The first gynecologist in Jersey didn’t work out so well. I sat in her waiting room for more than two hours —so long that Aunt Flo came for a visit and I had to reschedule. When I finally got another appointment, I discovered this practice took HIPPA just a bit too far.
Arriving at the office, I signed in and was given a number. They then peeled off my signature and recorded my name on a sheet behind the counter, so I could remain anonymous to the other threatening ladies in the waiting room. So I’m sitting there browsing through Reader’s Digest when the gyno assistant opens the door and shouts with a thick Jersey accent:
I wasn’t sure whether to shout “BINGO!” or hold up my ticket and say, “I’ll have two pounds of pastrami and half a pound of potato salad.”
“I’m more than just a vagina,” I silently screamed. “I’m a human being, with a name … a dream … a Thighmaster!”
My next gynecologist was a fabulous young doctor training to take over her father’s practice. But after four years, we relocated to Tampa to open a business. A good friend recommended the #1 gynecologist in town. I went to him once, and then he retired. So I found myself in the market yet again.
This time I asked my neighbor for a recommendation and found someone I really liked, though I’ll admit she was a bit of an odd duck. After a surgical procedure, she gave me 8 x 10 glossies of the cysts she’d removed from my uterus. What exactly was I supposed to do with these — frame them and put them on the mantel next to my daughter’s bat mitzvah shot?
Last year she moved to Mississippi, leaving me in the capable hands of her successor. When I went for my annual exam recently, replacement gyno and I discussed my medical history, and she seemed well-versed and responsive.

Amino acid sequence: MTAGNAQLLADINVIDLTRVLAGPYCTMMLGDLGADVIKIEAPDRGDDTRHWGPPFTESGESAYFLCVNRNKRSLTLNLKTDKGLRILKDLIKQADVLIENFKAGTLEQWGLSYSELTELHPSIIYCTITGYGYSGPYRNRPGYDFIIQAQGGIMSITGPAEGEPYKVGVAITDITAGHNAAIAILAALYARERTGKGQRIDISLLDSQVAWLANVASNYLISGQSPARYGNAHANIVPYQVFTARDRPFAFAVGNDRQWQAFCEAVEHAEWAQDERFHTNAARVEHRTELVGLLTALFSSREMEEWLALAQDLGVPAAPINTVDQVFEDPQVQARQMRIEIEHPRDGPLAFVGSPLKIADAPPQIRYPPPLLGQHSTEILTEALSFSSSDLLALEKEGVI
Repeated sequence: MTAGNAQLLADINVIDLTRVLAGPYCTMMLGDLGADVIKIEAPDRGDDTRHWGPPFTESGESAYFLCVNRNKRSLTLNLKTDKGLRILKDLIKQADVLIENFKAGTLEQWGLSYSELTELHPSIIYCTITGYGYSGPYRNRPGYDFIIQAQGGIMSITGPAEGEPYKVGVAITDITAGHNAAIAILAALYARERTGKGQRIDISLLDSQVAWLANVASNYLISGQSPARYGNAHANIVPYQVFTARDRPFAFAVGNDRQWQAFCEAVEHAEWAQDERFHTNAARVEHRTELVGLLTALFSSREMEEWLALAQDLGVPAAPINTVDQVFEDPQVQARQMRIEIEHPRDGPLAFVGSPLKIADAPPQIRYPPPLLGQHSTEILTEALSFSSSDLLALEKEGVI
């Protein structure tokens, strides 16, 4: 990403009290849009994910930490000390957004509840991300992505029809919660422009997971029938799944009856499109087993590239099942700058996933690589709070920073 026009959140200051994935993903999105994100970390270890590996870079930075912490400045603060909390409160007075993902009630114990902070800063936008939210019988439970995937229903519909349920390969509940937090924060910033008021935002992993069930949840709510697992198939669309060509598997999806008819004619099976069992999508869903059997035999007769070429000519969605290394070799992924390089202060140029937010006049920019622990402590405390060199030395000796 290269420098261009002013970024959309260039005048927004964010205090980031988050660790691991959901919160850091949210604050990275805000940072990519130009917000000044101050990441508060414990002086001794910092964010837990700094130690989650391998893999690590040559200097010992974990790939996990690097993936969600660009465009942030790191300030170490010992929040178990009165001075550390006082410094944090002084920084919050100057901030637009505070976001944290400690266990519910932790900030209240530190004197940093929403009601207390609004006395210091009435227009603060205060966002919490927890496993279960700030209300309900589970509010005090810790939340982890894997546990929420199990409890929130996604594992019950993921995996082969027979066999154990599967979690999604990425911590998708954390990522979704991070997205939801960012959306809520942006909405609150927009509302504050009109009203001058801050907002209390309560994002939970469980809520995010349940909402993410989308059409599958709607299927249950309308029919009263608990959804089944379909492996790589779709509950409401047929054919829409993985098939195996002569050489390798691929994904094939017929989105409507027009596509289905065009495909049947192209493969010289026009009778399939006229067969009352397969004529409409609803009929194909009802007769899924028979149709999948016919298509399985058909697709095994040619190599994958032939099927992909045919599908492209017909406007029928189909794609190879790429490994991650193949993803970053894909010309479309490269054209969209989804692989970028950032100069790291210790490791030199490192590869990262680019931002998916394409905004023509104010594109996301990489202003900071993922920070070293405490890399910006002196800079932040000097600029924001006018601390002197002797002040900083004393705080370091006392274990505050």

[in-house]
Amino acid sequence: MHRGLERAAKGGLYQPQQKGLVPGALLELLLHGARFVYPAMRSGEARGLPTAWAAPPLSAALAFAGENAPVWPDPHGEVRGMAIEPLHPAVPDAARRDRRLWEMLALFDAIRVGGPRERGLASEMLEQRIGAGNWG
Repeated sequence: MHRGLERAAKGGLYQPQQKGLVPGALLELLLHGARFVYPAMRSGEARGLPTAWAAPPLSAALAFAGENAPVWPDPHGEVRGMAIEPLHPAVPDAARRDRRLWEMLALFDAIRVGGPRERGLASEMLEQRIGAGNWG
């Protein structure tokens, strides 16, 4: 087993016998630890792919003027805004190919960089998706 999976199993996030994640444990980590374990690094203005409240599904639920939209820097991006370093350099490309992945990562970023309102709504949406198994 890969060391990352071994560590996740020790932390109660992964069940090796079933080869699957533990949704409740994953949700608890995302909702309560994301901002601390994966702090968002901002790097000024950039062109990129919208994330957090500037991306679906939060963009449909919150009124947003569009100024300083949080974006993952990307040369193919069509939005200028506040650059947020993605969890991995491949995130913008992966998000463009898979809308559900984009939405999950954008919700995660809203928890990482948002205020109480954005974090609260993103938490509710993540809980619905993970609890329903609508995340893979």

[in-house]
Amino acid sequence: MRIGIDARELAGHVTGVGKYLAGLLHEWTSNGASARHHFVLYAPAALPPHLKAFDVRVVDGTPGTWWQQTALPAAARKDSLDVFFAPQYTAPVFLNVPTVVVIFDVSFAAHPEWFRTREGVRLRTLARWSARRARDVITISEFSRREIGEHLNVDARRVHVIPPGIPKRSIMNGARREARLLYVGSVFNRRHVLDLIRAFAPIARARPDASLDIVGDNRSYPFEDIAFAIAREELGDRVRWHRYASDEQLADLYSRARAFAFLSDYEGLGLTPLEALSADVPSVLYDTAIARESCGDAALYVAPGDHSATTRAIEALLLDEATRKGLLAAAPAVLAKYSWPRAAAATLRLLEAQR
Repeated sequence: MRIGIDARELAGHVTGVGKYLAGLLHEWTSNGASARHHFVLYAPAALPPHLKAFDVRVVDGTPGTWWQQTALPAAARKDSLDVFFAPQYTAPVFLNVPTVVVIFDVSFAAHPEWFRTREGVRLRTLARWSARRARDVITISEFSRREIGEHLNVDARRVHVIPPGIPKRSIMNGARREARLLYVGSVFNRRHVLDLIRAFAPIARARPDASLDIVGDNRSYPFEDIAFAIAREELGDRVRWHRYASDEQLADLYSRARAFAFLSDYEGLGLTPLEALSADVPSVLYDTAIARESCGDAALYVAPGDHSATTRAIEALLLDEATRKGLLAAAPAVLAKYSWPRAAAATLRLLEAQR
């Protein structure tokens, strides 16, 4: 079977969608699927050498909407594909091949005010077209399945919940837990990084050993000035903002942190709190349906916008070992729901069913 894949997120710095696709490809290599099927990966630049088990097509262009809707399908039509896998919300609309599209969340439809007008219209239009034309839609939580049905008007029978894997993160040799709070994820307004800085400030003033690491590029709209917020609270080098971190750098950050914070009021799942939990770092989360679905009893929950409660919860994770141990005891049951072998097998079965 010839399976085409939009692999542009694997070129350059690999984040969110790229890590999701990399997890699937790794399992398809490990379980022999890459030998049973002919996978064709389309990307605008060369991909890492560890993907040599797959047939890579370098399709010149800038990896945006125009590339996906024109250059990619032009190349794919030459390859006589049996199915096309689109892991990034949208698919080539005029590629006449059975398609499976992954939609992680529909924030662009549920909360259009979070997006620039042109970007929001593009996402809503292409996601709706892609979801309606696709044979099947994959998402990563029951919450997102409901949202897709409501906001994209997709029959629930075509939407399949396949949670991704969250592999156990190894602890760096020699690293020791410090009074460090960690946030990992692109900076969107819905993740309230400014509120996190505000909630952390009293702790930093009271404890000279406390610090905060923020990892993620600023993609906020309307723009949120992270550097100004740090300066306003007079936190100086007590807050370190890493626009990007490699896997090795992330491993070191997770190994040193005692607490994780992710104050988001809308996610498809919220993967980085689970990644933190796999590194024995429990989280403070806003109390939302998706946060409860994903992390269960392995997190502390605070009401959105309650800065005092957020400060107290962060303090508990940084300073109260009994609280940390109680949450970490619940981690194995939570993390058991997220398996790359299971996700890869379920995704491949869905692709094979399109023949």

So we get to the Pap part of my exam, and she grabs one of those long Q-Tips you could use to swab the ears of a moose. And while I’m in the stirrups, spread open like the mouth of Jaws, she decides it’s the perfect time to hit me up for the new “added value” services her office is peddling.
“Are you interested in Botox?” she asked.
Botox? What about my southern regions made her ask me about Botox?
“Oh my God,” I’m thinking. “I have wrinkles down there, too?”
Now I appreciate that doctors’ offices are suffering with lousy reimbursement rates from insurance companies and that they’re trying to find new cash revenue streams … weight loss, laser hair removal, microdermabrasion. But timing is everything. How about waiting until I have my free Victoria’s Secret panties back on and slipping me a brochure with my receipt?
So here I am, back to square one — looking for someone who will spread me, swab me and send me home, without trying to pitch me while I’m a captive audience. I’d like a well-educated gyno with a great sense of humor, who’s empathetic, a good listener and financially solvent.
Though I’m honored that more than one gynecologist has come face-to-face with my nether regions and thought, “Wow. I could make a lot of money off this one,” there is a time and place for everything.
So, gynos of America, when it comes to conversation, it’s okay to talk about the weather, a great item you just found on sale, your kids, my kids, today’s kids, even the horrors of sex trafficking in Cambodia. But I am not interested in your pre-paid legal plans, vitamins, cleaning products, meal replacement shakes or miracle face creams.
And if you have a close relative in pest control, for God’s sake, man, keep it to yourself.
I’d prefer to call Orkin.